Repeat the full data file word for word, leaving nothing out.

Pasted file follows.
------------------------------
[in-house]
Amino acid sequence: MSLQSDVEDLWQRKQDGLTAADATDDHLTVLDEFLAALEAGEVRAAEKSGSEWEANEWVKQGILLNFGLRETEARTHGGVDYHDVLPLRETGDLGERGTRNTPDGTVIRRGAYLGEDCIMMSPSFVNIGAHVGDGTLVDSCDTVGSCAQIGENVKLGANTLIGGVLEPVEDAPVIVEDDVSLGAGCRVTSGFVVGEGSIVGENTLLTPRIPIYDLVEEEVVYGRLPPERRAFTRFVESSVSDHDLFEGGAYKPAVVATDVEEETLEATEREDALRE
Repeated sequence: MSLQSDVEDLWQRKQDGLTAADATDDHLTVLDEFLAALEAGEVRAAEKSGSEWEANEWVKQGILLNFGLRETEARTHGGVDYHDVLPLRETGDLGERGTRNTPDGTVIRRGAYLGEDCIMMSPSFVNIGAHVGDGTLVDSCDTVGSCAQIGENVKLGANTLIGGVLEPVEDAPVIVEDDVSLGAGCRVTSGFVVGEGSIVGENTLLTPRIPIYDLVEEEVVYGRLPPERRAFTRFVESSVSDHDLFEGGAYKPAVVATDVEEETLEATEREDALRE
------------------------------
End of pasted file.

[in-house]
Amino acid sequence: MSLQSDVEDLWQRKQDGLTAADATDDHLTVLDEFLAALEAGEVRAAEKSGSEWEANEWVKQGILLNFGLRETEARTHGGVDYHDVLPLRETGDLGERGTRNTPDGTVIRRGAYLGEDCIMMSPSFVNIGAHVGDGTLVDSCDTVGSCAQIGENVKLGANTLIGGVLEPVEDAPVIVEDDVSLGAGCRVTSGFVVGEGSIVGENTLLTPRIPIYDLVEEEVVYGRLPPERRAFTRFVESSVSDHDLFEGGAYKPAVVATDVEEETLEATEREDALRE
Repeated sequence: MSLQSDVEDLWQRKQDGLTAADATDDHLTVLDEFLAALEAGEVRAAEKSGSEWEANEWVKQGILLNFGLRETEARTHGGVDYHDVLPLRETGDLGERGTRNTPDGTVIRRGAYLGEDCIMMSPSFVNIGAHVGDGTLVDSCDTVGSCAQIGENVKLGANTLIGGVLEPVEDAPVIVEDDVSLGAGCRVTSGFVVGEGSIVGENTLLTPRIPIYDLVEEEVVYGRLPPERRAFTRFVESSVSDHDLFEGGAYKPAVVATDVEEETLEATEREDALRE